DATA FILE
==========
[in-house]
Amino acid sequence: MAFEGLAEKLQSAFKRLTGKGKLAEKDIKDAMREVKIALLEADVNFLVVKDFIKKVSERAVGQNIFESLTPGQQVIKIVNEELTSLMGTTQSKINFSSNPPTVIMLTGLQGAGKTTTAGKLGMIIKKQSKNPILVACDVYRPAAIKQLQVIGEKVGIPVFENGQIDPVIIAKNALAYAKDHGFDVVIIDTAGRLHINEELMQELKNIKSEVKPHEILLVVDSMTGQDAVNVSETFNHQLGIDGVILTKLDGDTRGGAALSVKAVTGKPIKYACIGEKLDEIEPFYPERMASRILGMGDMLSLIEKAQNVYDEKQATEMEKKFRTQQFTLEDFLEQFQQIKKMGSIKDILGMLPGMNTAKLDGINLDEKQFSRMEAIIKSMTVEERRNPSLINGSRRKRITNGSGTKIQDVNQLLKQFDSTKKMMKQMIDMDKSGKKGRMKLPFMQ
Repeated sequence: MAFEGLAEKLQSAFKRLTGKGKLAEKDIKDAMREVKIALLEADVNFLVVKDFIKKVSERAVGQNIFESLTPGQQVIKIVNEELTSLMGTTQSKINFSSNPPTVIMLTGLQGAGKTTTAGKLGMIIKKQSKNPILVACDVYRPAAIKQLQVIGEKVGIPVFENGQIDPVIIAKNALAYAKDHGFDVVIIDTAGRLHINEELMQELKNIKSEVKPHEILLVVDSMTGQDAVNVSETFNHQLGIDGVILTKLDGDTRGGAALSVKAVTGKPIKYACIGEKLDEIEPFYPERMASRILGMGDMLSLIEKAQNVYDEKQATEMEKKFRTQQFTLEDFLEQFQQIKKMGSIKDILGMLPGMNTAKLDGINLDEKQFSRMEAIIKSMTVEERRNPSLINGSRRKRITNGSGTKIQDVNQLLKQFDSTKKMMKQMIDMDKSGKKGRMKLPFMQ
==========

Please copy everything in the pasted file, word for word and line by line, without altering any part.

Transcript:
[in-house]
Amino acid sequence: MAFEGLAEKLQSAFKRLTGKGKLAEKDIKDAMREVKIALLEADVNFLVVKDFIKKVSERAVGQNIFESLTPGQQVIKIVNEELTSLMGTTQSKINFSSNPPTVIMLTGLQGAGKTTTAGKLGMIIKKQSKNPILVACDVYRPAAIKQLQVIGEKVGIPVFENGQIDPVIIAKNALAYAKDHGFDVVIIDTAGRLHINEELMQELKNIKSEVKPHEILLVVDSMTGQDAVNVSETFNHQLGIDGVILTKLDGDTRGGAALSVKAVTGKPIKYACIGEKLDEIEPFYPERMASRILGMGDMLSLIEKAQNVYDEKQATEMEKKFRTQQFTLEDFLEQFQQIKKMGSIKDILGMLPGMNTAKLDGINLDEKQFSRMEAIIKSMTVEERRNPSLINGSRRKRITNGSGTKIQDVNQLLKQFDSTKKMMKQMIDMDKSGKKGRMKLPFMQ
Repeated sequence: MAFEGLAEKLQSAFKRLTGKGKLAEKDIKDAMREVKIALLEADVNFLVVKDFIKKVSERAVGQNIFESLTPGQQVIKIVNEELTSLMGTTQSKINFSSNPPTVIMLTGLQGAGKTTTAGKLGMIIKKQSKNPILVACDVYRPAAIKQLQVIGEKVGIPVFENGQIDPVIIAKNALAYAKDHGFDVVIIDTAGRLHINEELMQELKNIKSEVKPHEILLVVDSMTGQDAVNVSETFNHQLGIDGVILTKLDGDTRGGAALSVKAVTGKPIKYACIGEKLDEIEPFYPERMASRILGMGDMLSLIEKAQNVYDEKQATEMEKKFRTQQFTLEDFLEQFQQIKKMGSIKDILGMLPGMNTAKLDGINLDEKQFSRMEAIIKSMTVEERRNPSLINGSRRKRITNGSGTKIQDVNQLLKQFDSTKKMMKQMIDMDKSGKKGRMKLPFMQ